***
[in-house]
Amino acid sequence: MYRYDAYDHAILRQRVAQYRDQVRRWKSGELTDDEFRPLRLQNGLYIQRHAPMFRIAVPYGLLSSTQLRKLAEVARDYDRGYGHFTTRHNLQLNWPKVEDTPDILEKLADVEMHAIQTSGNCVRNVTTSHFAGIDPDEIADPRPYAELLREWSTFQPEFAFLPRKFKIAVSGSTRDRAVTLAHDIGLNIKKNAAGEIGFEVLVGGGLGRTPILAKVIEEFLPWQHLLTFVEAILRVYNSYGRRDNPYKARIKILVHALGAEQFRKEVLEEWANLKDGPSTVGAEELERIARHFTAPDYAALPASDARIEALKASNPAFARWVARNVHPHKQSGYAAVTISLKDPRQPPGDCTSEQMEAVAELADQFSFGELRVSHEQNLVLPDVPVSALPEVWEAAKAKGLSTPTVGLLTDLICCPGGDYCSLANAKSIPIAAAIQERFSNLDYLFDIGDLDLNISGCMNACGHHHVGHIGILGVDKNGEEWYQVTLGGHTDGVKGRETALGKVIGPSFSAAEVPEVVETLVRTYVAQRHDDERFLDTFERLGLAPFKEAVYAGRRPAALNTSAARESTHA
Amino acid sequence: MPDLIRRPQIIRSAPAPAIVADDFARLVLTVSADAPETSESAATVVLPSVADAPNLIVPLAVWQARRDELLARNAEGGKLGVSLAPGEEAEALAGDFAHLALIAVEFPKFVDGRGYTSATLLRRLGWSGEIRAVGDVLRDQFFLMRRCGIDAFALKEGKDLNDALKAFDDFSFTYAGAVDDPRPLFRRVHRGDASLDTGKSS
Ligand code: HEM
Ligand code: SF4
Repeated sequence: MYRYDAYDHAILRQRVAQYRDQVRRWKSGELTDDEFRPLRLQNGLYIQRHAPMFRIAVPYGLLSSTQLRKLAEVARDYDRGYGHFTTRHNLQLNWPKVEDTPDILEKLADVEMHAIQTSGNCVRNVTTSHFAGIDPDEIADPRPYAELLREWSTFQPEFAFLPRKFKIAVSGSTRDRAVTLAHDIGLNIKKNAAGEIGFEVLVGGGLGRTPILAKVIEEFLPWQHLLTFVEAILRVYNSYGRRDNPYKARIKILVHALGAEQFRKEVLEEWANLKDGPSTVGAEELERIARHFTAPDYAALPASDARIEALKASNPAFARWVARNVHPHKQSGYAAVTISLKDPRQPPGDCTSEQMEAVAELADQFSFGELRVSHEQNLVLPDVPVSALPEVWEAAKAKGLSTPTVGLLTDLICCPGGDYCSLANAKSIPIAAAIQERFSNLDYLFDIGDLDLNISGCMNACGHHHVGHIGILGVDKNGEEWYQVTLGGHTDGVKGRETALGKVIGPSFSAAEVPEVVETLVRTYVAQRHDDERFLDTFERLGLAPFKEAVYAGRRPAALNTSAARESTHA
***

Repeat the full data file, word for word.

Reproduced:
[in-house]
Amino acid sequence: MYRYDAYDHAILRQRVAQYRDQVRRWKSGELTDDEFRPLRLQNGLYIQRHAPMFRIAVPYGLLSSTQLRKLAEVARDYDRGYGHFTTRHNLQLNWPKVEDTPDILEKLADVEMHAIQTSGNCVRNVTTSHFAGIDPDEIADPRPYAELLREWSTFQPEFAFLPRKFKIAVSGSTRDRAVTLAHDIGLNIKKNAAGEIGFEVLVGGGLGRTPILAKVIEEFLPWQHLLTFVEAILRVYNSYGRRDNPYKARIKILVHALGAEQFRKEVLEEWANLKDGPSTVGAEELERIARHFTAPDYAALPASDARIEALKASNPAFARWVARNVHPHKQSGYAAVTISLKDPRQPPGDCTSEQMEAVAELADQFSFGELRVSHEQNLVLPDVPVSALPEVWEAAKAKGLSTPTVGLLTDLICCPGGDYCSLANAKSIPIAAAIQERFSNLDYLFDIGDLDLNISGCMNACGHHHVGHIGILGVDKNGEEWYQVTLGGHTDGVKGRETALGKVIGPSFSAAEVPEVVETLVRTYVAQRHDDERFLDTFERLGLAPFKEAVYAGRRPAALNTSAARESTHA
Amino acid sequence: MPDLIRRPQIIRSAPAPAIVADDFARLVLTVSADAPETSESAATVVLPSVADAPNLIVPLAVWQARRDELLARNAEGGKLGVSLAPGEEAEALAGDFAHLALIAVEFPKFVDGRGYTSATLLRRLGWSGEIRAVGDVLRDQFFLMRRCGIDAFALKEGKDLNDALKAFDDFSFTYAGAVDDPRPLFRRVHRGDASLDTGKSS
Ligand code: HEM
Ligand code: SF4
Repeated sequence: MYRYDAYDHAILRQRVAQYRDQVRRWKSGELTDDEFRPLRLQNGLYIQRHAPMFRIAVPYGLLSSTQLRKLAEVARDYDRGYGHFTTRHNLQLNWPKVEDTPDILEKLADVEMHAIQTSGNCVRNVTTSHFAGIDPDEIADPRPYAELLREWSTFQPEFAFLPRKFKIAVSGSTRDRAVTLAHDIGLNIKKNAAGEIGFEVLVGGGLGRTPILAKVIEEFLPWQHLLTFVEAILRVYNSYGRRDNPYKARIKILVHALGAEQFRKEVLEEWANLKDGPSTVGAEELERIARHFTAPDYAALPASDARIEALKASNPAFARWVARNVHPHKQSGYAAVTISLKDPRQPPGDCTSEQMEAVAELADQFSFGELRVSHEQNLVLPDVPVSALPEVWEAAKAKGLSTPTVGLLTDLICCPGGDYCSLANAKSIPIAAAIQERFSNLDYLFDIGDLDLNISGCMNACGHHHVGHIGILGVDKNGEEWYQVTLGGHTDGVKGRETALGKVIGPSFSAAEVPEVVETLVRTYVAQRHDDERFLDTFERLGLAPFKEAVYAGRRPAALNTSAARESTHA